What is the debate over the Intoxilyzer 5000 EN’s accuracy and reliability?
Police say that the Intoxilyzer 5000 EN will show only a result of the breath tested and that breath only comes from deep lung air. Non-police scientists disagree. They say that the Intoxilyzer often misreads other commonly found substances in human breath and erroneously causes the device to read high.
Of particular importance are the following facts:
- DWI alcohol concentration law says you are intoxicated when you have a .08 concentration in your breath, but it does not say “.08 as determined by Intoxilyzer 5000 EN.” This fact means that no judge or jury is required to believe that an Intoxilyzer result of .08 or more is accurate or reliable.
- Neither the manufacturer nor the Texas Department of Public Safety (DPS) will allow anyone, other than law enforcement personnel, to test either the device’s accuracy or its reliability. It is generally understood in science that for a procedure to be accepted as accurate and reliable, it must be open and available for the scientific community to test and retest.
- The manufacturer says it does not warrant that the Intoxilyzer is fit for any particular purpose. This fact clearly is an implicit admission by the manufacturer that its machine is not even warranted as accurate and reliable for breath testing.
- The Intoxilyzer is capable of breath preservation; however, DPS does not require the breath specimens to be saved. The preservation cost would be less than $2 per test and would allow an opportunity for a person charged with DWI to check the accuracy of the sample. Accordingly, if you think the test is inaccurate, there is no way to scientifically recheck the sample additionally tested.
- The Intoxilyzer’s working design is premised on the assumption that every person tested is exactly the average person. All persons are not exactly average! Human beings come in all different sizes, weights, ages, muscle tones, lung capacities, alcohol tolerances, temperatures, hematocrit levels (amount of solids in the blood), and blood/breath ratios (the number of times an item appears in the blood vs. the number of times the same item appears in the breath).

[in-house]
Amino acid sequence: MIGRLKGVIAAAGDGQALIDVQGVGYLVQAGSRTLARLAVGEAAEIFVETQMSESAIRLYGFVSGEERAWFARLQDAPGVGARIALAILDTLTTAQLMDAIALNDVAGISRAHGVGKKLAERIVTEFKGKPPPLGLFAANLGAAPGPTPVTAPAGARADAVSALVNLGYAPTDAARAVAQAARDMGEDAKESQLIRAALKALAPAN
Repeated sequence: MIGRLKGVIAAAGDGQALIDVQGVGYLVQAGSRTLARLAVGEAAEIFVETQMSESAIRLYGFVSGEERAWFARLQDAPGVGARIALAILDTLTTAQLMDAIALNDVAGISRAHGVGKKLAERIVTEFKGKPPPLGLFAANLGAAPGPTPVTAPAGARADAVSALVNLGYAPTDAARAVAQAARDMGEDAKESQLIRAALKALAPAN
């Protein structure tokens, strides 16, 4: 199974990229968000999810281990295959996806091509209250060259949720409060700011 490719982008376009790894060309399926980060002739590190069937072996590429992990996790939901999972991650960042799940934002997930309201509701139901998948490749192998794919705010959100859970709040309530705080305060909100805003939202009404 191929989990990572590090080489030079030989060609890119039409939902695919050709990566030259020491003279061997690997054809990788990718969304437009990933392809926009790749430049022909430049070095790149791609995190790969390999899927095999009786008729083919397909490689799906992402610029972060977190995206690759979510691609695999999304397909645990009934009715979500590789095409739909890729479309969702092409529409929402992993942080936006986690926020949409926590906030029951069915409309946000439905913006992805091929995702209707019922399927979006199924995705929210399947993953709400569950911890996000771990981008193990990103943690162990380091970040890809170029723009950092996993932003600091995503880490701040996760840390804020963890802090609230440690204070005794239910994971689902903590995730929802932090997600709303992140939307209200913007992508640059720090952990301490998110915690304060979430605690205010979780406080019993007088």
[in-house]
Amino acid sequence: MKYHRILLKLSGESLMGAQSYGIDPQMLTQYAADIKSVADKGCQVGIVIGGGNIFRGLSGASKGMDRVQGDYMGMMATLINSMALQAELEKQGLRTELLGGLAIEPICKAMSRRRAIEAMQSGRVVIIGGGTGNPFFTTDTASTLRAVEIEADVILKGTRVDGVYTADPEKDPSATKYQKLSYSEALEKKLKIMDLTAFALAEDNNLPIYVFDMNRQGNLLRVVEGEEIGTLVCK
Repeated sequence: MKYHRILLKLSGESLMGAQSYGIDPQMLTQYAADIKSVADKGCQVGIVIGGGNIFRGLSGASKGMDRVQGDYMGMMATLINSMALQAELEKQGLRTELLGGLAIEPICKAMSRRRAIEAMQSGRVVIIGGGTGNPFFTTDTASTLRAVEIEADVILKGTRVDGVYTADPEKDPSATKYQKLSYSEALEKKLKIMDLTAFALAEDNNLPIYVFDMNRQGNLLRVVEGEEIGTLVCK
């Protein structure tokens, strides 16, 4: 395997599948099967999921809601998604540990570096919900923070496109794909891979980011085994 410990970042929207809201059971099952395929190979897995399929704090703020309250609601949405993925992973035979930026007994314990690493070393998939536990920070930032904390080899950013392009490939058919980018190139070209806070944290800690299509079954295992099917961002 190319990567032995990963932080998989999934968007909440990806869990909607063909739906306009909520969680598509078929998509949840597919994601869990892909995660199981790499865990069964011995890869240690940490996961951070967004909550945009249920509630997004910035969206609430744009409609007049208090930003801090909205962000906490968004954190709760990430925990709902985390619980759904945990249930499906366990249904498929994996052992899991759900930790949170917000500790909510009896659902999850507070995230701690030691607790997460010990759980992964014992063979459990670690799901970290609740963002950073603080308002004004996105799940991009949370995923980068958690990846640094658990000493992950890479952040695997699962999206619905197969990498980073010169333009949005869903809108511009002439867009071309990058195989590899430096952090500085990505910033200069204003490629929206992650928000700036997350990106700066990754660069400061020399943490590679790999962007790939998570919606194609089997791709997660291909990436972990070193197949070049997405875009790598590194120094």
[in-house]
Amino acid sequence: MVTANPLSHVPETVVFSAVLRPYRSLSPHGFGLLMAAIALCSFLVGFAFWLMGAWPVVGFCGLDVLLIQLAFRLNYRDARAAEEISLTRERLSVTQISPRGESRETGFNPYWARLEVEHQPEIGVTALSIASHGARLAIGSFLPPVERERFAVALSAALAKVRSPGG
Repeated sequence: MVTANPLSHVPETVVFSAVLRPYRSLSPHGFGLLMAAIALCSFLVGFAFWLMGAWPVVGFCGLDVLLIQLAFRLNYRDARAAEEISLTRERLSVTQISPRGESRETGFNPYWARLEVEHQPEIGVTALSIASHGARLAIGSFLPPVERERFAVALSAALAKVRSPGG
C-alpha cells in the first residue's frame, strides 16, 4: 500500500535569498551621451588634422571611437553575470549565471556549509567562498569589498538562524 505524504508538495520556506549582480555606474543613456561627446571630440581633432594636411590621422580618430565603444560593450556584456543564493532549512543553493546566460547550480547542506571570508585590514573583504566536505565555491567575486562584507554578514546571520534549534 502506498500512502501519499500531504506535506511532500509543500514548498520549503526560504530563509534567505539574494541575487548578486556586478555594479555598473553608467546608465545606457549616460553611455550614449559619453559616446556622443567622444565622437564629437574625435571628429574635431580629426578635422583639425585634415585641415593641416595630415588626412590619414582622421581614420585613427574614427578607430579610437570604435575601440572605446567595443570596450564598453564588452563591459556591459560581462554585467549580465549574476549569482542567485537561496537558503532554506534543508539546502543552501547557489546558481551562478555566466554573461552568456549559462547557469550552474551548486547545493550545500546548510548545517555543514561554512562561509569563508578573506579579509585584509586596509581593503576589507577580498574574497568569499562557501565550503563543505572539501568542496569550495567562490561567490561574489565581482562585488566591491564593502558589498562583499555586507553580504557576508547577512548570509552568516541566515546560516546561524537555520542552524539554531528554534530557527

The Intoxilyzer 5000 and The Law of Average
Automatic and undetected error can be illustrated by simply recognizing that the person tested is not exactly average. In this regard, it should be noted that the Intoxilyzer 5000 EN assumes a blood/breath ratio of 2,100/1 (i.e., 2,100 parts of alcohol in the blood for every 1 part of alcohol in the breath) for every person tested. Here, it can be noted that a majority of persons have a blood/breath ratio of 2,100/1 or greater.
The Intoxilyzer 5000 EN’s assumption will not be prejudiced against persons with a blood/breath ratio of 2,100/1 or greater. However, the test will be prejudiced against persons with a lower blood/breath ratio, because the Intoxilyzer will erroneously read too high of an alcohol concentration result, thus potentially causing a person who should test at .04, .05, .06, etc., to actually test at .08, .11, .12, etc. Of particular import here is the fact that scientists have documented persons with blood/breath ratios as low as 1,100/1.
This same type of prejudice also occurs where the person tested is not exactly average with respect to other bodily functions: muscle development, temperature, hematocrit level, etc. Moreover, since the machine was built by humans, is serviced by humans, and is operated by humans, it is subject to human error just like all other machines.
The above facts conclusively demonstrate that the Intoxilyzer, even if it is properly working and is being properly operated, because the person being tested is not exactly average, can label an innocent person as guilty.